EToH Seminar Series: Exploring evolutionary immunogenomics - Lessons from our ancestors and past pandemics

Wednesday, February 15, 2023 15:30to16:30
McIntyre Medical Building Room 504, 3655 promenade Sir William Osler, Montreal, QC, H3G 1Y6, CA


On Wednesday, February 15, Luis Barreiro (Associate Professor, Biological Sciences Division, Medicine, Genetic Medicine, University of Chicago) will be giving a talk entitled “Exploring evolutionary immunogenomics: Lessons from our ancestors and past pandemics” as part of the Emerging Topics of Health (EToH) Seminar series, cohosted by the Departments of Microbiology and Immunology, Physiology and Human Genetics, the Goodman Cancer Institute (GCI), the McGill University Research Centre on Complex Traits (MRCCT) and M[i]4. If you are interested in meeting with Professor Barreiro one-on-one, send me an email @ marianne.provost [at] mcgill.ca.


Grad students

Sign up to have lunch with our guest speaker! There will be a lunch with Dr Barreiro for graduate students and postdocs. If you would like to have lunch with our guest speaker, please fill out this SURVEY. The lunch will be held from 12h to 1h in Room #530 in the Bellini.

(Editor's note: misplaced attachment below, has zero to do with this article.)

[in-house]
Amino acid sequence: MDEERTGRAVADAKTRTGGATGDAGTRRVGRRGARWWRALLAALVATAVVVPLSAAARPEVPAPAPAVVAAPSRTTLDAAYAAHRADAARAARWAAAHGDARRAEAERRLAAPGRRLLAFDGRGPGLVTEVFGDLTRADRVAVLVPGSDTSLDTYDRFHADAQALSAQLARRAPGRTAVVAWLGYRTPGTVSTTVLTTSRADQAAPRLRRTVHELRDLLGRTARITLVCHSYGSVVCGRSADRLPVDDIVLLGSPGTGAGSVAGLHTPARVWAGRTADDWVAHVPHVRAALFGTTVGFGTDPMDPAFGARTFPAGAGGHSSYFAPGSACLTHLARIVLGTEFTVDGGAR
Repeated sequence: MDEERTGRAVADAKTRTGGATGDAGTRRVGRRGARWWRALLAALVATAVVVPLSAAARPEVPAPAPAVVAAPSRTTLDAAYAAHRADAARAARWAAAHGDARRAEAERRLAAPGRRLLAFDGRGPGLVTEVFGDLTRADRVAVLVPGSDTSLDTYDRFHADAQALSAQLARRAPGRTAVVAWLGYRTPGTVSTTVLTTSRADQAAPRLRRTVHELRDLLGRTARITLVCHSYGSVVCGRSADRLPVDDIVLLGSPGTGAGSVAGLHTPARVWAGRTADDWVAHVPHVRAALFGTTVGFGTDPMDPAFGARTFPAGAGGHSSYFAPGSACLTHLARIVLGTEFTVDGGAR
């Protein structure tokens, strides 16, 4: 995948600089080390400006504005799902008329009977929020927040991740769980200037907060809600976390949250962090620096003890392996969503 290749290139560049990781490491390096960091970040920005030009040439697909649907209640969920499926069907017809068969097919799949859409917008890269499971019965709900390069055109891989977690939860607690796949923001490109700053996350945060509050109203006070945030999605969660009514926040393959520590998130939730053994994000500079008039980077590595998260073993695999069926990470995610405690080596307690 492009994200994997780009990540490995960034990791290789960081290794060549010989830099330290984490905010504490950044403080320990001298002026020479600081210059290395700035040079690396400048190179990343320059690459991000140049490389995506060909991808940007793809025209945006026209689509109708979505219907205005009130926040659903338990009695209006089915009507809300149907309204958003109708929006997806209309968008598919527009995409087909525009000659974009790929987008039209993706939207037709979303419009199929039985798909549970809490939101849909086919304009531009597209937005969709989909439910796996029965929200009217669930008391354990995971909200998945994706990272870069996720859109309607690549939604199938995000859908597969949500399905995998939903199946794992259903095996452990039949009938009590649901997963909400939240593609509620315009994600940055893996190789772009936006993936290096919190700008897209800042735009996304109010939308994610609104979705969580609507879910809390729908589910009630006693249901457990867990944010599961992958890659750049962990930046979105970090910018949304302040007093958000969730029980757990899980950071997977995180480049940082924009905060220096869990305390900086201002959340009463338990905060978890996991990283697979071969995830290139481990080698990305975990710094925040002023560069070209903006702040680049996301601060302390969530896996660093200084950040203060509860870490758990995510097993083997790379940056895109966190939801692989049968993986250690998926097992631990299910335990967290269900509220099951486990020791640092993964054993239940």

• Note there will be a 5à7 after the talk at Brass Doors Pub (2171 Crescent Street) and anyone (students, postdocs, and faculty) are welcome to join!



Infectious diseases have always been a major health problem throughout the world, imposing strong selective pressure on the human genome. Despite the recent development of vaccines and antibiotics, there are still nearly 15 million deaths every year attributable to the effects of infectious diseases. Although genetic studies of infectious diseases have identified important pathways involved in protective immunity, very little is known about the underlying genetic and evolutionary factors contributing to differences in susceptibility to infectious diseases at the population level. In this talk, I will discuss the importance of host genetic factors, natural selection, and social gradients in shaping population differences in innate immune responses to infectious agents.

Back to top